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Laws, regulations, and policies can be adopted at the regional, national, or local levels. While laws and policies governing volunteerism are most commonly adopted at the national level, there are prominent examples of local governments adopting well-received volunteerism laws or policies as well. In addition, in some parts of the world, such as the European Union, decisions affecting volunteerism can be made at the regional level that are legally binding on all members states. There are benefits and drawbacks associated with each potential focus of regulation that policymakers should consider before moving forward to the drafting stage.


Policies at the regional level are usually adopted by multilateral institutions or groupings of states, like the European Union (EU), the Economic Community of West African States (ECOWAS), and the League of Arab States. Regional schemes to promote and facilitate volunteerism are normally non-binding on the member governments, but they can be useful in generating political will and overcoming indifference to or outright rejection of volunteerism- enabling legislation in the domestic context. The European Union, for example, has long encouraged the development of volunteerism laws and policies within its member States; from as early as 1997, the EU “recognize*d+ the important contribution made by voluntary service” and “encourage*d+ the… exchange of information and experiences as well as… participation of the young and elderly in voluntary work.”xvii Several times since then, EU institutions have studied volunteerism issues and made recommendations to the member States concerning legislative and other actions that they could take to promote volunteerism. Most recently, the European Parliament’s March 2008 ”Report on the Role of Volunteering in Contributing to Economic and Social Cohesion” called on Member States to “introduce VAT exemptions for voluntary organizations on purchases related to their objectives.”xviii The EU’s consistent attention to this issue has no doubt contributed to the success and diversity of volunteerism laws and policies in Europe; similar efforts are now being piloted in the League of Arab States and the ECOWAS and may lead their member governments that have not already done so to consider adopting national laws. When the Russian government failed to pass legislation to support volunteerism in the wake of IYV 2001, the City of Saint Petersburg enacted a Decree on Social Volunteering Promotion in 2008. The decree establishes a “Coordination Council” of more than 700 local CSOs, churches, and city government agencies to provide social services to Saint Petersburg residents.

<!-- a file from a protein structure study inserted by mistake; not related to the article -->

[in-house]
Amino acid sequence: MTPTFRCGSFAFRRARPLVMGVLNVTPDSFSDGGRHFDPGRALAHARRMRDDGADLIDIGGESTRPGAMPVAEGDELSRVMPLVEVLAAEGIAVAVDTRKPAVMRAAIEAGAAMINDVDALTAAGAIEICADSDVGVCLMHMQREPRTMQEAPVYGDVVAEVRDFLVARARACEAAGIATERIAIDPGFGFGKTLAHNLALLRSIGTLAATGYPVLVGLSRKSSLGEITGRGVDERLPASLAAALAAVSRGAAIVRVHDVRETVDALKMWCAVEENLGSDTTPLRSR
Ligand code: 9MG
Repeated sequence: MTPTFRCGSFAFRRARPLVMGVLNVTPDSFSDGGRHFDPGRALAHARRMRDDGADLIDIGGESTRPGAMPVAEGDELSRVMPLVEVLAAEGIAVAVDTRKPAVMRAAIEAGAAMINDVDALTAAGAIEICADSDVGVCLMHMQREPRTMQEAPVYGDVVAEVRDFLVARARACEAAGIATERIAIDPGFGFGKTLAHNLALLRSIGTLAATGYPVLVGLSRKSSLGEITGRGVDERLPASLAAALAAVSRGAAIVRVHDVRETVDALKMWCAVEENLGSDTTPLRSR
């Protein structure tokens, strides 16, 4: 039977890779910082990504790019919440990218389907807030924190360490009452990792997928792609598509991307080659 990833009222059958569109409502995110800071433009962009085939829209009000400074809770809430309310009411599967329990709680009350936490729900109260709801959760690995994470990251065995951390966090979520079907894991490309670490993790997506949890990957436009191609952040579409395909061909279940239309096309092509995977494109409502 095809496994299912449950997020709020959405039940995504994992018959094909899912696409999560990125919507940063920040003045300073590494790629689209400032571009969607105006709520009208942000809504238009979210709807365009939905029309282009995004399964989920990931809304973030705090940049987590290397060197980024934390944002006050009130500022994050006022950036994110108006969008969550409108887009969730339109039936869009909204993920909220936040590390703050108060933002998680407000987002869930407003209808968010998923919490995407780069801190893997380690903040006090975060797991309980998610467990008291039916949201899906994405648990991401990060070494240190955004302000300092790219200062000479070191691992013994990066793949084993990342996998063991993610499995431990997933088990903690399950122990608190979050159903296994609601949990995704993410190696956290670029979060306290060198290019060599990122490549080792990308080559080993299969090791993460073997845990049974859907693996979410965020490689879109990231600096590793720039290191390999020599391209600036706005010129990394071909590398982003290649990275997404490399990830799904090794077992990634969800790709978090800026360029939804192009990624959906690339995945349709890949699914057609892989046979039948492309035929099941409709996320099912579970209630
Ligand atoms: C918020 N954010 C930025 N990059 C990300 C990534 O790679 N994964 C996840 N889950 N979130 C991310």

Policies at the national level are usually developed to introduce a comprehensive package of measures that should be taken by the government and/or civil society to promote volunteering. These policies emphasize the general principles of volunteering and give direction to support the development and promotion of volunteerism. National policies may also aim to promote volunteering in particular fields youth, education, culture, social welfare, health, and so on and they are often utilized to promote cooperation between state institutions, civil society, the private sector, and volunteers. Finally, national policies may implement funding schemes and targeted trainings for volunteers working in specific fields.


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